Yesterday morning, after rushing through my usual Saturday morning chores, I was preparing to go to the local AB Women’s Association Spring meeting. I had been stressing about this event all week. Saturday morning chores are mostly centered on my elderly mother’s needs and taking the time for the women’s meeting was going to require a good deal of rearranging of her weekend schedule.
I had vacillated between my mother’s needs and my responsibilities to the women’s ministry, finally telling myself that if I could just get through the basics for my mother before the meeting began, then I would go to part of the meeting and come home in time to fix her lunch. I knew this would be upsetting for my mother, but it seemed like a necessary compromise.
When I walked into the room to tell my mother of my plans I found her lying face-down on the floor and my youngest son, looking distraught, at her side.
Mom had fallen, cutting her arm, and was unable to get up.
At 96 my mother does pretty well, most days, getting around very slowly with the aid of a walker. She has had a series of strokes and has marked weakness on her right side and difficulty speaking clearly. During the weekdays while I am at work, my sons (both in their 20’s) are able to be with her since they are completing their college degrees online. So, she is never alone. However, she looks forward to the weekends when I can be with her and have time to prepare more elaborate meals, clean her room and take care of all the little things that are becoming more and more difficult for her. When I have to be away on the weekends it distresses her.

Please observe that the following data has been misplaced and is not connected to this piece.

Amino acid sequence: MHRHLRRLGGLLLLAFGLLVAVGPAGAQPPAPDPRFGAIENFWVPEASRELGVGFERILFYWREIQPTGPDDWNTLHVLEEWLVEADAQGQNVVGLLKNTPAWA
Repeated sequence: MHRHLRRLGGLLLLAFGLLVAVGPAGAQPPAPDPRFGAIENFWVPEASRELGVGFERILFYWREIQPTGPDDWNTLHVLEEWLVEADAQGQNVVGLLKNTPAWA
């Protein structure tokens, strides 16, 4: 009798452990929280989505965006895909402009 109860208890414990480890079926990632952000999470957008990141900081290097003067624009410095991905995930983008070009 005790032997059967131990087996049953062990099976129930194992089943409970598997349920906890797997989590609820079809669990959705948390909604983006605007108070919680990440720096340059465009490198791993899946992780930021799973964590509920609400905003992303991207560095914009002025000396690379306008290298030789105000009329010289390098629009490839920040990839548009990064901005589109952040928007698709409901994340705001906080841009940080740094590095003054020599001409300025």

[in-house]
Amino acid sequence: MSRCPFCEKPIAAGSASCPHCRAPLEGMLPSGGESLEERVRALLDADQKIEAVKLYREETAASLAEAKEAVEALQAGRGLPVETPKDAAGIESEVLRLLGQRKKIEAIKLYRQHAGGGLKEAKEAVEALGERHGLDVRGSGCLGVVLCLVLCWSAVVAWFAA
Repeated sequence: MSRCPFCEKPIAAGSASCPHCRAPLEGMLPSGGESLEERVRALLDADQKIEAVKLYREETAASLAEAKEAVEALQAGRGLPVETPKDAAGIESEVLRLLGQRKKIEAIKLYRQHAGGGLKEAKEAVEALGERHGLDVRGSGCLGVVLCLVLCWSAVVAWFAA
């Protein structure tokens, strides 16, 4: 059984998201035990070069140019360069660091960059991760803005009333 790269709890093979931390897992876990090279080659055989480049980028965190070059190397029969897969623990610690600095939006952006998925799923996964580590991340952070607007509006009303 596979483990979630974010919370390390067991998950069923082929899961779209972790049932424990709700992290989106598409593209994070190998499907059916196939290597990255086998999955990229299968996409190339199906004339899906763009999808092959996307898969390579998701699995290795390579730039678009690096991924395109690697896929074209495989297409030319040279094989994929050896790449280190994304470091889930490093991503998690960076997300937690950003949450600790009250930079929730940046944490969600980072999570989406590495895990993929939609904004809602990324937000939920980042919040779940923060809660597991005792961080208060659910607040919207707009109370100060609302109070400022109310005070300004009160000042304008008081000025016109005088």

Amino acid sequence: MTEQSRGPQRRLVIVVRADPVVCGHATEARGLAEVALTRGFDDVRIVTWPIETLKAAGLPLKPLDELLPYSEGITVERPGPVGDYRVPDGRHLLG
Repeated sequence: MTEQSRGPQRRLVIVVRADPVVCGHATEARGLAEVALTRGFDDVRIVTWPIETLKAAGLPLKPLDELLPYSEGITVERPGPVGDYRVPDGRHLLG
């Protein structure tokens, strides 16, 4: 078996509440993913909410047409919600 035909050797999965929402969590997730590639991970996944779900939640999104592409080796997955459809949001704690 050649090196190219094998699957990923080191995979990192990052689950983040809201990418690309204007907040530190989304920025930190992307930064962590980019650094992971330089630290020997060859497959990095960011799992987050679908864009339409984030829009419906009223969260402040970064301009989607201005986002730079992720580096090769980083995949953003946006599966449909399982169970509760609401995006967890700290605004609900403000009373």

My son and I were able to get Mom off the floor, I bandaged her arm and settled her down in front of the TV with an ice pack and a Tylenol.
I never even told her about the women’s meeting, after all, and cancelled all my plans for the weekend. Finding Mom lying on the floor with blood smears around her was a shock to all of us. It was a wake up call that forced me to look hard at my priorities.
All that morning I had rushed through my tasks, ticking them off so I could get to my “important” meeting. My thoughts were elsewhere while I hurriedly shampooed Mom’s hair, even knowing that she looks forward to that bit of pampering all week long. She looks upon the weekends as special days while I had been thinking of only the added burdens they held.
A life that puts more importance on busy-ness and outside responsibilities than on caring for loved ones is out of balance. My lack of balance didn’t cause my mother’s fall, but her fall helped me see my own lack of balance.
While it is important to live up to our responsibilities, sometimes it is necessary to examine the value of the time we are spending.
I don’t suppose very many women at the meeting yesterday even noticed my absence. I know for sure that for my mother, my presence meant everything.
I want to remember that lesson. I pray that I will.